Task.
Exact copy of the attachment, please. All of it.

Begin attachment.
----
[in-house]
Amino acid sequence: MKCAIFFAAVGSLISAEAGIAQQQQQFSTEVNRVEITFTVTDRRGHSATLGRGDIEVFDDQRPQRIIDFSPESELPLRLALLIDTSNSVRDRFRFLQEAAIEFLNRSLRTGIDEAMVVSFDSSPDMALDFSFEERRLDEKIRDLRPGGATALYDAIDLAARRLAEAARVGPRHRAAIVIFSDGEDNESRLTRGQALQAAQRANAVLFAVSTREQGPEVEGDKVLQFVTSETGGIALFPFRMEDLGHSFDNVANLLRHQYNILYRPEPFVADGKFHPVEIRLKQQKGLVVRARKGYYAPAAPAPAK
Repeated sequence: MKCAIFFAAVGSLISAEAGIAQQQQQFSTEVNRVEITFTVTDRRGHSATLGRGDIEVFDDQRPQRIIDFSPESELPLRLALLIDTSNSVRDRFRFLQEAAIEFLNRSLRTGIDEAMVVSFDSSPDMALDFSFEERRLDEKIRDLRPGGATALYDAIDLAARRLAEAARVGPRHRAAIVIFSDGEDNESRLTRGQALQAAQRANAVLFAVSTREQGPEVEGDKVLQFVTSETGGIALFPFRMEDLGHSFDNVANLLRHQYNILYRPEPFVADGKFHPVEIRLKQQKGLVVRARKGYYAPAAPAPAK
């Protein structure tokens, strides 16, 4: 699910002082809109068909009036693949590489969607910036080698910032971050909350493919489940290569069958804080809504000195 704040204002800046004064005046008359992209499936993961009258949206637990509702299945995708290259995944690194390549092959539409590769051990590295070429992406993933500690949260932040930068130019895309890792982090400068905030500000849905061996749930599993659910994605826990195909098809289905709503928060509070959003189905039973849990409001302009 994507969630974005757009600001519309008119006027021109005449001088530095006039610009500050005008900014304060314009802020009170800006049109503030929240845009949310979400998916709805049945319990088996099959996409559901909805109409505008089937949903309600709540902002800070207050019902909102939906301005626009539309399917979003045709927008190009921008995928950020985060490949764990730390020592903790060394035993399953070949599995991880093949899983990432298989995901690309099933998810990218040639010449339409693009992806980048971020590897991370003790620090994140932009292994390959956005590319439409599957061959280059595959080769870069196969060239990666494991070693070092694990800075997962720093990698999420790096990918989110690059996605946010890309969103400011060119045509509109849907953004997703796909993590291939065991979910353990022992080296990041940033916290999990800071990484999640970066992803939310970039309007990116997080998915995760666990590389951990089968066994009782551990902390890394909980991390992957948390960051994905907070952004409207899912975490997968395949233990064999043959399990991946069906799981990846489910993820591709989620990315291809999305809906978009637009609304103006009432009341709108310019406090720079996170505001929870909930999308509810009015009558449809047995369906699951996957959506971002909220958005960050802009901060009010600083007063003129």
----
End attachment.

[in-house]
Amino acid sequence: MKCAIFFAAVGSLISAEAGIAQQQQQFSTEVNRVEITFTVTDRRGHSATLGRGDIEVFDDQRPQRIIDFSPESELPLRLALLIDTSNSVRDRFRFLQEAAIEFLNRSLRTGIDEAMVVSFDSSPDMALDFSFEERRLDEKIRDLRPGGATALYDAIDLAARRLAEAARVGPRHRAAIVIFSDGEDNESRLTRGQALQAAQRANAVLFAVSTREQGPEVEGDKVLQFVTSETGGIALFPFRMEDLGHSFDNVANLLRHQYNILYRPEPFVADGKFHPVEIRLKQQKGLVVRARKGYYAPAAPAPAK
Repeated sequence: MKCAIFFAAVGSLISAEAGIAQQQQQFSTEVNRVEITFTVTDRRGHSATLGRGDIEVFDDQRPQRIIDFSPESELPLRLALLIDTSNSVRDRFRFLQEAAIEFLNRSLRTGIDEAMVVSFDSSPDMALDFSFEERRLDEKIRDLRPGGATALYDAIDLAARRLAEAARVGPRHRAAIVIFSDGEDNESRLTRGQALQAAQRANAVLFAVSTREQGPEVEGDKVLQFVTSETGGIALFPFRMEDLGHSFDNVANLLRHQYNILYRPEPFVADGKFHPVEIRLKQQKGLVVRARKGYYAPAAPAPAK
């Protein structure tokens, strides 16, 4: 699910002082809109068909009036693949590489969607910036080698910032971050909350493919489940290569069958804080809504000195 704040204002800046004064005046008359992209499936993961009258949206637990509702299945995708290259995944690194390549092959539409590769051990590295070429992406993933500690949260932040930068130019895309890792982090400068905030500000849905061996749930599993659910994605826990195909098809289905709503928060509070959003189905039973849990409001302009 994507969630974005757009600001519309008119006027021109005449001088530095006039610009500050005008900014304060314009802020009170800006049109503030929240845009949310979400998916709805049945319990088996099959996409559901909805109409505008089937949903309600709540902002800070207050019902909102939906301005626009539309399917979003045709927008190009921008995928950020985060490949764990730390020592903790060394035993399953070949599995991880093949899983990432298989995901690309099933998810990218040639010449339409693009992806980048971020590897991370003790620090994140932009292994390959956005590319439409599957061959280059595959080769870069196969060239990666494991070693070092694990800075997962720093990698999420790096990918989110690059996605946010890309969103400011060119045509509109849907953004997703796909993590291939065991979910353990022992080296990041940033916290999990800071990484999640970066992803939310970039309007990116997080998915995760666990590389951990089968066994009782551990902390890394909980991390992957948390960051994905907070952004409207899912975490997968395949233990064999043959399990991946069906799981990846489910993820591709989620990315291809999305809906978009637009609304103006009432009341709108310019406090720079996170505001929870909930999308509810009015009558449809047995369906699951996957959506971002909220958005960050802009901060009010600083007063003129």